Nearly half of Colorado counties seek easing of state’s coronavirus restrictions
Nearly half of Colorado’s 64 counties are asking the state to ease some “safer-at-home” restrictions in their jurisdictions, but only a handful of requests have been approved since the second phase of the governor’s coronavirus response plan began in late April.
At least five counties have been allowed to loosen local restrictions imposed by the statewide public health order: Moffat, Rio Blanco, Eagle, Mesa and Sedgwick counties all have had variances granted, according to data collected by The Denver Post and Colorado Counties Inc., a nonprofit organization that represents 61 counties across the state.
At least 23 other counties are in the process of making requests or have made requests that are pending or were initially denied, including to information collected by The Post and Colorado Counties.
The Colorado Department of Public Health and Environment on Thursday did not provide The Post with requested information on variances that have been granted or denied by the state to date.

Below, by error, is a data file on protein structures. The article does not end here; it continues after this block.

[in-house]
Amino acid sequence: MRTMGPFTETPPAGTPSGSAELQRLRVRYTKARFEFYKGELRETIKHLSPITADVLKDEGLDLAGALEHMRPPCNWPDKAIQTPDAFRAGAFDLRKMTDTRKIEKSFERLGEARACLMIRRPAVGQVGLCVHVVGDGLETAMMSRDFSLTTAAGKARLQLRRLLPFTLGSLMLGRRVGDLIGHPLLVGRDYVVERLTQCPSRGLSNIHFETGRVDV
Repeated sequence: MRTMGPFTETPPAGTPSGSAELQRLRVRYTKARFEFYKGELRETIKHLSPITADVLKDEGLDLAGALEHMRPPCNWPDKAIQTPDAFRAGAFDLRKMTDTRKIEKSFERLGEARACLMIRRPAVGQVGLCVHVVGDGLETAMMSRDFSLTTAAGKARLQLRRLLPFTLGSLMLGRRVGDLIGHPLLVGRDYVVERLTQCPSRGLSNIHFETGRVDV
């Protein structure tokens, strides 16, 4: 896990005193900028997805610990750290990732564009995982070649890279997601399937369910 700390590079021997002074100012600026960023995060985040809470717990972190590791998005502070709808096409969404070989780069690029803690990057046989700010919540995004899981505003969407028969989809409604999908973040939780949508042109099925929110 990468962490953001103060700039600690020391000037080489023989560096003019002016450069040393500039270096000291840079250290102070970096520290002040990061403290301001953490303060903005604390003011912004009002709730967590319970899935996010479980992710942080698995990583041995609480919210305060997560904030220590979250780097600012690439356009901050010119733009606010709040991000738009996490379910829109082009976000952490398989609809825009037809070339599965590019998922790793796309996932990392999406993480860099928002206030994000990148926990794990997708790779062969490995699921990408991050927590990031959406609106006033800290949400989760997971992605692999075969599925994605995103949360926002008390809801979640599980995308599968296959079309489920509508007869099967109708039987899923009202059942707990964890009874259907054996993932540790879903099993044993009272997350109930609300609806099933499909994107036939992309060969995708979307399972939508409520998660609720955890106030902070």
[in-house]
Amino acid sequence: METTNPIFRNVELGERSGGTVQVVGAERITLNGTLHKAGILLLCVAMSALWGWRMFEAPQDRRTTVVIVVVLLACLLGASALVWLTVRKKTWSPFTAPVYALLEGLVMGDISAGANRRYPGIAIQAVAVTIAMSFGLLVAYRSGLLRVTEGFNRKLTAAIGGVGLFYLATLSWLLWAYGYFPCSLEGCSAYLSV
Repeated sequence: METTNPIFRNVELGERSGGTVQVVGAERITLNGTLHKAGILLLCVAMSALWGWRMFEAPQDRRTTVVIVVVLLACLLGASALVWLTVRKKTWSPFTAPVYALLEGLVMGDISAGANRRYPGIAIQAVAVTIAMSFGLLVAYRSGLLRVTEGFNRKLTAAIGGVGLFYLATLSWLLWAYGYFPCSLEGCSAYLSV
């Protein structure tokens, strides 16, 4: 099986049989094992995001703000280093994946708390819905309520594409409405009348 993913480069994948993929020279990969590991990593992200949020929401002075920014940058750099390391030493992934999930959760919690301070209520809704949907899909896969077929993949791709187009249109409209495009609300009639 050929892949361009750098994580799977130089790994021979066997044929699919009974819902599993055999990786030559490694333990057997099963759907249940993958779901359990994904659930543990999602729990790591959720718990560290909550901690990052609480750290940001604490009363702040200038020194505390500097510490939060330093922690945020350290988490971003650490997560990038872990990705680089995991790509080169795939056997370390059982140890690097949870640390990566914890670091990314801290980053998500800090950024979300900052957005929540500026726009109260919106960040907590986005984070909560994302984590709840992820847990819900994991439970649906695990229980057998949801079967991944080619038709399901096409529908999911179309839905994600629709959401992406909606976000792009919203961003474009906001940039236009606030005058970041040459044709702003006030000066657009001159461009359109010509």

In the granted requests, Colorado health officials gave permission for churches, gyms, restaurants and even movie theaters to open in some counties — with reduced capacity and strict safety measures, including screening customers for COVID-19 symptoms and requiring employees to wear masks.
Movie theaters in Moffat County can reopen with customers from different parties seated at least three seats apart, alternating every other row, according to a letter from the state. In Rio Blanco County, restaurants can open at 30% capacity but can’t allow patrons to wait in their lobbies for a table; reservations should be taken instead, according to another letter from the state to the county.
But as some parts of the state open up, frustration is mounting in counties where similar requests have been denied.
“We are dying out here,” said Jane Bauder, a Logan County commissioner. “We can’t go any longer without these businesses being open.”